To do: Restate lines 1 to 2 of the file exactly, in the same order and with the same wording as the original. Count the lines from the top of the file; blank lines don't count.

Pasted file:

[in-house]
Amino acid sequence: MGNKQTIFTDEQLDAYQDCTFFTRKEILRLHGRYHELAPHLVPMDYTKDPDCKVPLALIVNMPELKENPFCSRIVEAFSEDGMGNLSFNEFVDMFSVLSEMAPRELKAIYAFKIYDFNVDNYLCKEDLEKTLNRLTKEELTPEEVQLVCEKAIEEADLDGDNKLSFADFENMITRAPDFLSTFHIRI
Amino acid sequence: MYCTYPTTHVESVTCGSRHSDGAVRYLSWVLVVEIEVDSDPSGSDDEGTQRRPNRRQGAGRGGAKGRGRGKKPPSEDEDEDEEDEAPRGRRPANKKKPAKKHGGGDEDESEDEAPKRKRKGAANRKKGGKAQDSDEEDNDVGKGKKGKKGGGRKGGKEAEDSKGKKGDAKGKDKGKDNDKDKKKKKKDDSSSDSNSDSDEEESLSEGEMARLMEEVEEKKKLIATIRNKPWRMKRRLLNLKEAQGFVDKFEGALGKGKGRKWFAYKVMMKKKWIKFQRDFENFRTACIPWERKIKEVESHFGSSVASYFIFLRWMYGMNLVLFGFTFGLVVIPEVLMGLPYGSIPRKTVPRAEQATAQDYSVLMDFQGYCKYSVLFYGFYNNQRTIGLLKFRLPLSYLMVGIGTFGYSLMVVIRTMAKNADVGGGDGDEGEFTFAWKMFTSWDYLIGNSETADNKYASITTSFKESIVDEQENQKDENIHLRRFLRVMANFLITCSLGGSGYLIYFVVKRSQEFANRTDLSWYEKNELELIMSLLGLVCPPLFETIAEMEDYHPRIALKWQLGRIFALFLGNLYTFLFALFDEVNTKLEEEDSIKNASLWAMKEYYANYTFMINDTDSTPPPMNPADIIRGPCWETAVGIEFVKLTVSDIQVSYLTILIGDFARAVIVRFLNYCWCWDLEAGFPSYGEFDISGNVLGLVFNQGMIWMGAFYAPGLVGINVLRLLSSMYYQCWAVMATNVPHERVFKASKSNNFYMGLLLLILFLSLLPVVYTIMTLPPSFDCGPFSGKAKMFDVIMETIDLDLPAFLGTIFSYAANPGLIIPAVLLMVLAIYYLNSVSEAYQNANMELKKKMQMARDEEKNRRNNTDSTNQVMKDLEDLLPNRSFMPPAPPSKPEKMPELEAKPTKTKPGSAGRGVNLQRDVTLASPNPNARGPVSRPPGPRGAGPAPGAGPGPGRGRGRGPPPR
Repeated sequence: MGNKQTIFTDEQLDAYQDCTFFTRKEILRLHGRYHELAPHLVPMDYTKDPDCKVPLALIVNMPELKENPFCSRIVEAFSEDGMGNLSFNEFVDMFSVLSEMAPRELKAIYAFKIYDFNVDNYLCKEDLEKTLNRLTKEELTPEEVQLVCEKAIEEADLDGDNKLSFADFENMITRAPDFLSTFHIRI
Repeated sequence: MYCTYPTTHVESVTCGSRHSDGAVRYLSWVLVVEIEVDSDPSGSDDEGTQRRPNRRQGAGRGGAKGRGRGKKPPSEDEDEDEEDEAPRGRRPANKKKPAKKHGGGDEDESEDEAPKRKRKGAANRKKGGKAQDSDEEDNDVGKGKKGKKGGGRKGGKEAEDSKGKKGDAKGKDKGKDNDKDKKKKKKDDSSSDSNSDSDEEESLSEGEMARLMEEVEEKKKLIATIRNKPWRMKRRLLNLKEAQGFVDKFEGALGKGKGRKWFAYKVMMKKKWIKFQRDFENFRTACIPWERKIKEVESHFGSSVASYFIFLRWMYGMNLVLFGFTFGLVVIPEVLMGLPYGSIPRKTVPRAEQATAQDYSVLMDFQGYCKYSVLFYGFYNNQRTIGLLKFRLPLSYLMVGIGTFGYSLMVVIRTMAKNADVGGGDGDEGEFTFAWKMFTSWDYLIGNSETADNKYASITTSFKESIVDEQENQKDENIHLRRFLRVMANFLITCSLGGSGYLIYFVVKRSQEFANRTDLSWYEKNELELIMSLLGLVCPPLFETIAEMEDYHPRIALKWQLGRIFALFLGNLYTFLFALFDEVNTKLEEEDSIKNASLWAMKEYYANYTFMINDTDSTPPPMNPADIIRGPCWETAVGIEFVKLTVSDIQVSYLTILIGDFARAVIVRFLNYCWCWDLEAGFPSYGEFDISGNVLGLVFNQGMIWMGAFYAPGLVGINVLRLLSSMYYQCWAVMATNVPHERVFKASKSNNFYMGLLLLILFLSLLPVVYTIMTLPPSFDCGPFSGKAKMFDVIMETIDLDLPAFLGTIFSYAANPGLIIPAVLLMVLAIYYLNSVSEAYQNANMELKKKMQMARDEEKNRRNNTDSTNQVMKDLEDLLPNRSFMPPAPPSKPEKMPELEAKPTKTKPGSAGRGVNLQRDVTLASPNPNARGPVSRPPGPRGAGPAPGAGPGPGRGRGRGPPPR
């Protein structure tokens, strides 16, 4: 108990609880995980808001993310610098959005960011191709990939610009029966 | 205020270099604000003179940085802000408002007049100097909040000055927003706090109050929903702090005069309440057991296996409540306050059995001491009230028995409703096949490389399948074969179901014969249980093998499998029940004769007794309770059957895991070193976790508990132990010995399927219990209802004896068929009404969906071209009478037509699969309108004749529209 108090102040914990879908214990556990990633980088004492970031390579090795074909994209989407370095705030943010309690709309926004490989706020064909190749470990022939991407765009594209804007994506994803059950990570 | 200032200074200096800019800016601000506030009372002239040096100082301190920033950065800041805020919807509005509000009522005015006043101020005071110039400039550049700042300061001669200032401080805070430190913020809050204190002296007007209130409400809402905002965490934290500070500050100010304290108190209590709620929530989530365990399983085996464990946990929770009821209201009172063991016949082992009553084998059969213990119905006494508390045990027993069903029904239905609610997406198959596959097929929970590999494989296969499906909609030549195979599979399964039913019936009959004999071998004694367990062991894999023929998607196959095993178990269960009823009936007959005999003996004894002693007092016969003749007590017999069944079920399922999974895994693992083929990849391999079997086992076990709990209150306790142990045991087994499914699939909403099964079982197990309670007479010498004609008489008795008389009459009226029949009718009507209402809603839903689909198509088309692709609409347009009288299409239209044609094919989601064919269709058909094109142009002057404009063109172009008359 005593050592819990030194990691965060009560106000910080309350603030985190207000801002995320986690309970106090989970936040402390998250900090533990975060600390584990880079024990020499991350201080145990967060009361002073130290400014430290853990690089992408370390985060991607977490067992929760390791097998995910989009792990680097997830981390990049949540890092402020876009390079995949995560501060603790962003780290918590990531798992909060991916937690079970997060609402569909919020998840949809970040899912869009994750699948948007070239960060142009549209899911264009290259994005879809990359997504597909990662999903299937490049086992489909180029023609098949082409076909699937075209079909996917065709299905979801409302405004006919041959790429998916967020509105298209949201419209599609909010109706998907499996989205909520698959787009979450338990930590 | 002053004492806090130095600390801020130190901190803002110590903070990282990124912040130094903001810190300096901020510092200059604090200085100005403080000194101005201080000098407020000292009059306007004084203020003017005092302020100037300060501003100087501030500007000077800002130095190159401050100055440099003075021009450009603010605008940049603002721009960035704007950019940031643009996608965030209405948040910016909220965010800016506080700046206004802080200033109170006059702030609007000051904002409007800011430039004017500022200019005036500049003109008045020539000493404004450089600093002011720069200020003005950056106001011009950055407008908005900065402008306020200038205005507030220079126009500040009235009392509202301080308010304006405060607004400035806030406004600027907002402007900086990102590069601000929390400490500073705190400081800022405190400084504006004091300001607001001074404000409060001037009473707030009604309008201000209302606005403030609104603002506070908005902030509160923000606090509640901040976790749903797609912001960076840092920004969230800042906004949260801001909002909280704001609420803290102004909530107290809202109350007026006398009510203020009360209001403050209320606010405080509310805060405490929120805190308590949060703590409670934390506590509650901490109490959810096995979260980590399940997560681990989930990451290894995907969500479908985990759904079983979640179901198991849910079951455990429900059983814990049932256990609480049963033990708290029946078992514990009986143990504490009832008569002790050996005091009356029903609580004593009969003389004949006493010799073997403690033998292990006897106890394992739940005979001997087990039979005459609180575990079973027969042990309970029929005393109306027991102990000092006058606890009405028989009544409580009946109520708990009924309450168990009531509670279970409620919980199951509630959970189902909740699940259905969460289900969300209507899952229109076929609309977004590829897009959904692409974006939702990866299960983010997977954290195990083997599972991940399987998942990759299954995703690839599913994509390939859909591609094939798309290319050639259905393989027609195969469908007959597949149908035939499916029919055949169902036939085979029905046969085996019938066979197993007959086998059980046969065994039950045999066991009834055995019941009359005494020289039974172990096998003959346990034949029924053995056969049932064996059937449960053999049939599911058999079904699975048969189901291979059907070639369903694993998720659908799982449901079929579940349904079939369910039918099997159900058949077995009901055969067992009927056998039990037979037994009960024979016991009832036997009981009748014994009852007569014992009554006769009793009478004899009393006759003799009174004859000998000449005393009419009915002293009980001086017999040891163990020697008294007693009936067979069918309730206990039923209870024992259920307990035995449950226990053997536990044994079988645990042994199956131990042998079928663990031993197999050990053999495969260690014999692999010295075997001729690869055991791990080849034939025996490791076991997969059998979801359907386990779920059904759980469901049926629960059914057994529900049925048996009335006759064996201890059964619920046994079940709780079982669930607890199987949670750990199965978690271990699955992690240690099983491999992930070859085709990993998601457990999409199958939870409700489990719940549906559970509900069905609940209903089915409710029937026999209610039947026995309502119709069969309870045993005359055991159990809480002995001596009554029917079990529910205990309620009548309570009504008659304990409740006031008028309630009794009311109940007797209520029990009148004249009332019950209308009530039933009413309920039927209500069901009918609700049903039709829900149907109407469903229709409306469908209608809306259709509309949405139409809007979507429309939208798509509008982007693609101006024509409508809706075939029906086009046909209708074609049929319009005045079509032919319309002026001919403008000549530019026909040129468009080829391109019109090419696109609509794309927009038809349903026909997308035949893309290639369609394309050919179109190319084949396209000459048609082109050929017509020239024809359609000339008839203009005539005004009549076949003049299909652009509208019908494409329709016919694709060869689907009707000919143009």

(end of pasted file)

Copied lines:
[in-house]
Amino acid sequence: MGNKQTIFTDEQLDAYQDCTFFTRKEILRLHGRYHELAPHLVPMDYTKDPDCKVPLALIVNMPELKENPFCSRIVEAFSEDGMGNLSFNEFVDMFSVLSEMAPRELKAIYAFKIYDFNVDNYLCKEDLEKTLNRLTKEELTPEEVQLVCEKAIEEADLDGDNKLSFADFENMITRAPDFLSTFHIRI